The Art of Running Faster

Summary

The Art of Running Faster by Julian Goater and Don Melvin includes a wealth of information that should help runners of all abilities to improve. There's advice on developing the various components of fitness essential to performing at your best, along with lots of technical pointers and details of sessions and how to structure your training.

It's also filled with interesting anecdotes from Goater's career and those of his contemporaries, usually in order to illustrate a point or strengthen an argument, which is quite effective.

Each of the book's chapters is structured similarly, starting with an introduction, followed by sub-sections focussing on a particular point or discussing a particular topic, and finishing with a summary of the main points.

Book Review

Introduction

The introduction starts with Goater describing a heel injury that looked set to upset his plans for the English Cross Country Championships just over a week later. The injury forced him to change his training in the build-up to the race and resulted in a win and what he describes as the "easiest race of his life".

He explains how this led him to consider the best approach to take towards running in general, and how it made him realise that training shouldn't just be a case of knocking out the miles, but also about training more smartly.

Chapter One: Pushing the Limits

The first chapter looks at what the authors consider the main components of fitness. These are the five Ss: speed, strength, stamina, suppleness and skill. A guest "s" - psychology - is also included.

A section is given over to discuss each of these qualities in turn, including an explanation of why they're important and then a brief look at how a runner can go about improving each of them.

Chapter Two: Aiming True

The key message of this chapter is that runners should always be aiming to achieve something specific from a session and be aware of its purpose.

The authors list the various types of runs that might be included in a schedule. Namely, recovery runs, long runs, fartleks, and speed & hill sessions. There's then a few notes on balancing a weekly training schedule.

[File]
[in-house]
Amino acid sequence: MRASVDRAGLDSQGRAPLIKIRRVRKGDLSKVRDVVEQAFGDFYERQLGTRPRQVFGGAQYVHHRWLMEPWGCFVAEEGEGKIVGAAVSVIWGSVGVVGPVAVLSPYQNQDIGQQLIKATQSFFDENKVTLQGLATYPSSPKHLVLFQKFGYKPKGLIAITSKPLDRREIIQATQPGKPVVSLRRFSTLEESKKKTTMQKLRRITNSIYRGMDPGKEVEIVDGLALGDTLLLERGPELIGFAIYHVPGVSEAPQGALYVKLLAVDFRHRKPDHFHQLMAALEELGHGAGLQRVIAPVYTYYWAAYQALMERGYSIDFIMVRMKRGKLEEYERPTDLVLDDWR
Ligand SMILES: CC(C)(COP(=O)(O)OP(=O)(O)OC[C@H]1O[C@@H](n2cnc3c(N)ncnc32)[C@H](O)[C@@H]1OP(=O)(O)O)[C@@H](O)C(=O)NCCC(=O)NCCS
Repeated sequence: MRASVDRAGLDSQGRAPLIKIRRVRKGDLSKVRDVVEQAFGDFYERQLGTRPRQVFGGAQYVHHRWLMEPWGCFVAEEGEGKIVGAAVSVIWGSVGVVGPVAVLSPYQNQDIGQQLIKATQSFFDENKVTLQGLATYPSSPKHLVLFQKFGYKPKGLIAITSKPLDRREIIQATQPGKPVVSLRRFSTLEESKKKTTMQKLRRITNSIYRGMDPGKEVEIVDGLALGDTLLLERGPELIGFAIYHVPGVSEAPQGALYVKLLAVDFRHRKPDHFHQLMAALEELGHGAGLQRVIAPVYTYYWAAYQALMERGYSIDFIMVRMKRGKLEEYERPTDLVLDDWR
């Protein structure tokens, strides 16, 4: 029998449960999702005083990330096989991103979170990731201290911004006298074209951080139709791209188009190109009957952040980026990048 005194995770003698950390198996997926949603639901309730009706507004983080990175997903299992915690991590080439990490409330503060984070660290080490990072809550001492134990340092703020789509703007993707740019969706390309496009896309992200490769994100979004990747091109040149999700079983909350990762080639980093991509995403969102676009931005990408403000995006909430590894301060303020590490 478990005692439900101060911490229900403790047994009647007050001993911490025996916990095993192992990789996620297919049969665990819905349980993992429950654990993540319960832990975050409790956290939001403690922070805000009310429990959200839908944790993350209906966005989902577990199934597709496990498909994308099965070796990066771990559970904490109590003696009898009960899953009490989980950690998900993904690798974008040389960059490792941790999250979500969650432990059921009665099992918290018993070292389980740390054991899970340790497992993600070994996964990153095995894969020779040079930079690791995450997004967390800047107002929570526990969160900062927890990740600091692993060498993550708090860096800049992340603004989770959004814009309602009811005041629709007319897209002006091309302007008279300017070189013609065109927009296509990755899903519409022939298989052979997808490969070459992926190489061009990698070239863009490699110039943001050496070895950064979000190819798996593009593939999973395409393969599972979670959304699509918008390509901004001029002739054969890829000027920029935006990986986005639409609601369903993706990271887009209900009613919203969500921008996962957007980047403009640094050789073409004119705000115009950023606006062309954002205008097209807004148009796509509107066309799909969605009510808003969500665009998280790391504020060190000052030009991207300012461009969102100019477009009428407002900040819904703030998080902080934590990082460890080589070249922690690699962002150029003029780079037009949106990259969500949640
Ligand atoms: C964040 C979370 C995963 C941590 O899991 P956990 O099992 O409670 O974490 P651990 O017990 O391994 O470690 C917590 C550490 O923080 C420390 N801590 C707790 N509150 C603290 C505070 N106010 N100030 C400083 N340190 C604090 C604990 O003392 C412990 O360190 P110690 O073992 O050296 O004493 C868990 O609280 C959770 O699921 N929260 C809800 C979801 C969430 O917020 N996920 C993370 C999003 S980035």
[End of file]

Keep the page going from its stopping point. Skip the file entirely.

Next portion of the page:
Chapter Three: Running with Skill

Technique is often overlooked in books on running, and it's a real shame because the vast majority of runners will benefit from some guidance.

Section titles such as "Keeping your head", "Giving yourself a hand", "Balancing act" and "Ready to roll" should give some idea as to the chapter's content. Having read this there'll be plenty to get out and work on straight away.

Chapter Four: Gearing up for Success

This short chapter starts with a story of how a cyclist improved performance by switching to a bike with a different gear ratio. Gears on a bicycle are compared to different cadence/stride length ratios when running and the argument is made that runners can also improve performance by running "in the correct gear".

Chapter Five: Flexible You

A decent argument is made for the importance of stretching for runners and several stretches are described and accompanied by illustrations. There's also a description of how to stretch properly.

Chapter Six: Take a Deep Breath

Goater claims that when running his 5,000 metre PB, at 4:15/mile pace, although working hard, his breathing was controlled. Given this fact it's probably worth listening to what he has to say about breathing while running.